By Canadian Immigration Newsletter

Newfoundland and Labrador, Prince Edward Island, Nova Scotia, and New Brunswick have experienced a nearly fourfold increase in immigration over last 20 years

Between 2011 and 2016, Atlantic Canada experienced the weakest population growth in the country. This was due in part to the region’s low intake of immigrants.

Population growth is important to promoting the economic growth that is necessary for maintaining high living standards in Atlantic Canada. Recognizing this, the four Atlantic provinces — Newfoundland and Labrador, Prince Edward Island, Nova Scotia and New Brunswick — are making significant efforts to welcome and retain more newcomers.

These efforts are already bearing fruit as the region has recently enjoyed much-needed population growth thanks to higher immigration levels.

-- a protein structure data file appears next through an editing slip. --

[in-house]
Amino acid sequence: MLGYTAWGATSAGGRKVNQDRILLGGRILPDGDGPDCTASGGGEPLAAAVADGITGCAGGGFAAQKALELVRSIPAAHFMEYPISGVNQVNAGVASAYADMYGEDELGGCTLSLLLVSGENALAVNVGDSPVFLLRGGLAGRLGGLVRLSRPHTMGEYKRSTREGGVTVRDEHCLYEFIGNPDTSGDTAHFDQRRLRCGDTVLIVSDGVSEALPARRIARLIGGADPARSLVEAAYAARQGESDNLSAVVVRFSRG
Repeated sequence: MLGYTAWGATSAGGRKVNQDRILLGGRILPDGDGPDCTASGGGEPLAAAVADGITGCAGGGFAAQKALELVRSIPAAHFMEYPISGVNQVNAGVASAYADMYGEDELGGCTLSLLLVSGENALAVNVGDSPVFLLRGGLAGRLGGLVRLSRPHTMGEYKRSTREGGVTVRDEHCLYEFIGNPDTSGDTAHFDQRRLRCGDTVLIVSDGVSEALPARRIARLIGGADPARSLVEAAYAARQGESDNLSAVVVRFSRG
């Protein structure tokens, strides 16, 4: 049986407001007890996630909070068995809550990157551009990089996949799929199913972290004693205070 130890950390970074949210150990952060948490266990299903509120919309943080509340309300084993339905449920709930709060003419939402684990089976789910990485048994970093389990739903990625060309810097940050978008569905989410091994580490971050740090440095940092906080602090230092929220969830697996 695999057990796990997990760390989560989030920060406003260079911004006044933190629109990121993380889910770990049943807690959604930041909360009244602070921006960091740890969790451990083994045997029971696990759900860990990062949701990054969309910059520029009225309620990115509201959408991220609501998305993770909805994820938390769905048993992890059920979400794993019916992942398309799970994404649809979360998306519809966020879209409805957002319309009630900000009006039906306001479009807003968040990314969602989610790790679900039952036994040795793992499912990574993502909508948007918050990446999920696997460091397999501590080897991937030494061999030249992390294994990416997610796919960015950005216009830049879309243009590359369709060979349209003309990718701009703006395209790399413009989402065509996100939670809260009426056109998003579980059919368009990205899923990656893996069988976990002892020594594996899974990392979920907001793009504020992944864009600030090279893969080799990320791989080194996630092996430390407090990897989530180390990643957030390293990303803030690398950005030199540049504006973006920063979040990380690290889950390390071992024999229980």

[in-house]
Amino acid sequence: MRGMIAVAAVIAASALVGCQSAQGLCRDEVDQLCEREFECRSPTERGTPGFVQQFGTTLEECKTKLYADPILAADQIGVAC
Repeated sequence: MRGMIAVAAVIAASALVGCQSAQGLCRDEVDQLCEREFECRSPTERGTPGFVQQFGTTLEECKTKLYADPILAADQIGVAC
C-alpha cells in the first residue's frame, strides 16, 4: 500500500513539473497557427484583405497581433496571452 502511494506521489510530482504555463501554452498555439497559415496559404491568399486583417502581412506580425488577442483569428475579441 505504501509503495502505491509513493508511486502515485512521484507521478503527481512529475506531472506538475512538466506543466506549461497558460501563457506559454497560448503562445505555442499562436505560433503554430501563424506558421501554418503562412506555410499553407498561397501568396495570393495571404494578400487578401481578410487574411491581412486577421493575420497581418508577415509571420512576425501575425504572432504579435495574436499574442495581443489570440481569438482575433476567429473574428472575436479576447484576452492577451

Tracking toward 6.5 per cent of Canada’s immigrants
Atlantic Canada comprises 6.5 per cent of Canada’s population but has struggled to attract its proportionate share of the country’s newcomers. In the early 2000s, the region was only able to attract one per cent of newcomers.

This is improving, however, and the region is currently on track to increase its newcomer share to five per cent in 2019. (See Chart 1). It is now welcoming more than 14,000 newcomers annually compared with just 3,000 two decades ago.

This growth should be celebrated, but more work remains. With the exception of PEI, the other three Atlantic provinces still lag behind the national per capita newcomer intake. (See Table 2).

Nevertheless, the current trends suggest the region could welcome its proportionate share of Canada’s newcomers sometime in the 2020s.

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